A few quotes:
“[We must be clear between when we are] being sold the illusion of something rather than the thing itself.”
“At once [the buffalo] is a symbol of the tenacity of wilderness and the destruction of wilderness; it’s a symbol of Native American culture and the death of Native American culture; it’s a symbol of the strength and vitality of America and the pettiness and greed of America; it represents a frontier both forgotten and remembered; it stands for freedom and captivity, extinction and salvation.”
Good Kings come in all shapes in sizes. The story of Jayber Crow is an intensely thought-provoking and enticing story that will challenge the soul of a man if he is willing to take the risk.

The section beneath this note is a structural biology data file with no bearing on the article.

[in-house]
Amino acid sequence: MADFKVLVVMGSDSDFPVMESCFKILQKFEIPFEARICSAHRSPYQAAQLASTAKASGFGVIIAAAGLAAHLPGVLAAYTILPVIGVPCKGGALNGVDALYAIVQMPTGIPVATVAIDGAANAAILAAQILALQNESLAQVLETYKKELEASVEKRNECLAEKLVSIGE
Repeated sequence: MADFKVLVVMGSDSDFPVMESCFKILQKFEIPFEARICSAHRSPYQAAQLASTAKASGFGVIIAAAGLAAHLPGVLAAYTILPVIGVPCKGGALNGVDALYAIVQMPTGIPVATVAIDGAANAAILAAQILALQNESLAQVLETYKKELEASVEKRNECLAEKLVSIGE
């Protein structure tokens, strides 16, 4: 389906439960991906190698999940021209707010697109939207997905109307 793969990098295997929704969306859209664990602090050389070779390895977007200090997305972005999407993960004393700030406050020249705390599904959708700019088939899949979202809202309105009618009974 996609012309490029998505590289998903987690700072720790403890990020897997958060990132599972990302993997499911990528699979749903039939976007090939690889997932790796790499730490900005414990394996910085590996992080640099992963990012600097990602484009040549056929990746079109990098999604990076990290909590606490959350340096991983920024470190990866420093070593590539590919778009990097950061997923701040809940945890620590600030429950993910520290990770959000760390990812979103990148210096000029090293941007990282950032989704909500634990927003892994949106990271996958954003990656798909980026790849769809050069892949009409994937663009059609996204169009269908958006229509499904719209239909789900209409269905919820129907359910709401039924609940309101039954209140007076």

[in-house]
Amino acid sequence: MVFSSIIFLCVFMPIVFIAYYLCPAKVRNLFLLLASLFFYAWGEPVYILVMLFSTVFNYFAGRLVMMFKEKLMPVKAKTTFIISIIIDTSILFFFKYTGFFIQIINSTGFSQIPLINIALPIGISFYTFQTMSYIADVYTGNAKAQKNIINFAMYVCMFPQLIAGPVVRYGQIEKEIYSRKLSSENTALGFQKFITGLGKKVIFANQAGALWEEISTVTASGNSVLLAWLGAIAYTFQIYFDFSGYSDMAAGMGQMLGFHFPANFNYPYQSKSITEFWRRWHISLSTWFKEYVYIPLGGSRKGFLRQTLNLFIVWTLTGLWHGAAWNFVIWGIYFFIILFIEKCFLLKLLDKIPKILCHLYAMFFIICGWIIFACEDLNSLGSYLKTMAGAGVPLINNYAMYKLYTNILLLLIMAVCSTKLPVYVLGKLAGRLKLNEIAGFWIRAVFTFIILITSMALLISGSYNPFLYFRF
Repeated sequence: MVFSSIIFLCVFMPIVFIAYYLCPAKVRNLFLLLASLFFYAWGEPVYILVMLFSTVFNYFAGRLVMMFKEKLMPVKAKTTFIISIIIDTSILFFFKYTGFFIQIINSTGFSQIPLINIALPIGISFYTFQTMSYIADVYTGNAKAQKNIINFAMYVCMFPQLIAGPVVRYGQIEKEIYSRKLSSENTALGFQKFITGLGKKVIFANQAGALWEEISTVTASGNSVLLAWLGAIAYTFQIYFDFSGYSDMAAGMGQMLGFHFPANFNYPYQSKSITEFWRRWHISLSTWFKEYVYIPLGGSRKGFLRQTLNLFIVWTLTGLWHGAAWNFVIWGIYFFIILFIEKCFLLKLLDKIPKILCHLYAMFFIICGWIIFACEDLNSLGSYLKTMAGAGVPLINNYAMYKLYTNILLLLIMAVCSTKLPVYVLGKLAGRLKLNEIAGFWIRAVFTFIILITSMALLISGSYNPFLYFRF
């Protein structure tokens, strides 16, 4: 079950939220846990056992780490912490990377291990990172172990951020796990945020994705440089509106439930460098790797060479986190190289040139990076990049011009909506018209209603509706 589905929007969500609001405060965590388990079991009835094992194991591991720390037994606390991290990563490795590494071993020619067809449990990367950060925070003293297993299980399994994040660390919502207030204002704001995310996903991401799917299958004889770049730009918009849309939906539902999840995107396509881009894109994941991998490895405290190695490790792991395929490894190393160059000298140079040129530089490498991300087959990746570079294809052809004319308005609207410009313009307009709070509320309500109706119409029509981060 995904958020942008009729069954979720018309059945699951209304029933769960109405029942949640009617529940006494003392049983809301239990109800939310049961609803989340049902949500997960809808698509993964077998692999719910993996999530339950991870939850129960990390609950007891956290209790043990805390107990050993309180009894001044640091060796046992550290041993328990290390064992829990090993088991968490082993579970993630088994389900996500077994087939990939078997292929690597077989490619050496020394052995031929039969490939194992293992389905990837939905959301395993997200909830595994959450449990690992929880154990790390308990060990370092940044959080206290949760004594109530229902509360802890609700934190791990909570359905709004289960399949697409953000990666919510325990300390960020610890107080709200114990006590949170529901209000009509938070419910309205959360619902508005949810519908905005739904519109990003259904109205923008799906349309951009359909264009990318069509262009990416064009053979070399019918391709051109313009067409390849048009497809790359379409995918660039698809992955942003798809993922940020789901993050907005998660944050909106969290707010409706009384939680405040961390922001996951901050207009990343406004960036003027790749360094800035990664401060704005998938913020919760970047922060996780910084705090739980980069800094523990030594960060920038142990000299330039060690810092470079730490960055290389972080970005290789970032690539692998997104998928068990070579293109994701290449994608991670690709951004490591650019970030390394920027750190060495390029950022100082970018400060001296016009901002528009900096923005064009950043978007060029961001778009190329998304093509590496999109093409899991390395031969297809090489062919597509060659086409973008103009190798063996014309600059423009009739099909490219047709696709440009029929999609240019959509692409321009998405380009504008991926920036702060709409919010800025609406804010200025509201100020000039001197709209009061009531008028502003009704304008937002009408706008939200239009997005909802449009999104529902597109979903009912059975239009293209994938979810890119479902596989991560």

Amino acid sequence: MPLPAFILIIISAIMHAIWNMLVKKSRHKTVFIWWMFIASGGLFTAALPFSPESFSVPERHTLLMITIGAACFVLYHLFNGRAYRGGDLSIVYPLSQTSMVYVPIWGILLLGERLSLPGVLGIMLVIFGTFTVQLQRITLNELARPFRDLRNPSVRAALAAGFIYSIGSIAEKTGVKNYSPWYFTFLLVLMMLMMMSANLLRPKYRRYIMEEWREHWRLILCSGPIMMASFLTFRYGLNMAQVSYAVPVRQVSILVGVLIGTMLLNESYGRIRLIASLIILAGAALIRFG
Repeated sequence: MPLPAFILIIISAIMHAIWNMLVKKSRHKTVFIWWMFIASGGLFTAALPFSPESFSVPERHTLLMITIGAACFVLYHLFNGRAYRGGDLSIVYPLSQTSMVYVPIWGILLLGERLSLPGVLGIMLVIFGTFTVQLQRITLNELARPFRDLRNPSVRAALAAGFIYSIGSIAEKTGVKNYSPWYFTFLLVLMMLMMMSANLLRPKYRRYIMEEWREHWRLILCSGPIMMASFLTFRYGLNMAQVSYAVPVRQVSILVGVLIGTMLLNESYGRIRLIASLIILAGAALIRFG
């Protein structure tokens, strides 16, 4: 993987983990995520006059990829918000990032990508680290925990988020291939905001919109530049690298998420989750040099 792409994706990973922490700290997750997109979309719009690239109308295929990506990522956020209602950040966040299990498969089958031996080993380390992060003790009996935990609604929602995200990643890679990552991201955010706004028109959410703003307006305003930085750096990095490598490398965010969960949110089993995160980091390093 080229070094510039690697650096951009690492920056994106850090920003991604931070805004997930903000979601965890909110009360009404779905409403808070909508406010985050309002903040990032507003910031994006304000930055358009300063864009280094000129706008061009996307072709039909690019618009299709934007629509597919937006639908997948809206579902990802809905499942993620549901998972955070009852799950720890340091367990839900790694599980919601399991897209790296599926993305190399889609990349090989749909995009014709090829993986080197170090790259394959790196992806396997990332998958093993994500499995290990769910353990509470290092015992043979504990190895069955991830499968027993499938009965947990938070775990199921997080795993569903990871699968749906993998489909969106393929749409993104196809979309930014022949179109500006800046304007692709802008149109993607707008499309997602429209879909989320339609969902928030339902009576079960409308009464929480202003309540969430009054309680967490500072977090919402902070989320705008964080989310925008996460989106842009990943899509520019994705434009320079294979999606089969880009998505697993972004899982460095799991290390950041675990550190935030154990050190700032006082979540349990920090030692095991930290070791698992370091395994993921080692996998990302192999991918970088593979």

“Jayber Crow, born in Goforth, Kentucky, orphaned at age ten, began his search as a “pre-ministerial student” at Pigeonville College. There, freedom met with new burdens and a young man needed more than a mirror to find himself. But the beginning of that finding was a short conversation with “Old Grit,” his profound professor of New Testament Greek:
“You have been given questions to which you cannot be given answers. You will have to live them out—perhaps a little at a time.”
“And how long is that going to take?”
“I don’t know. As long as you live, perhaps.”
“That could be a long time.”
“I will tell you a further mystery,” he said. “It may take longer.”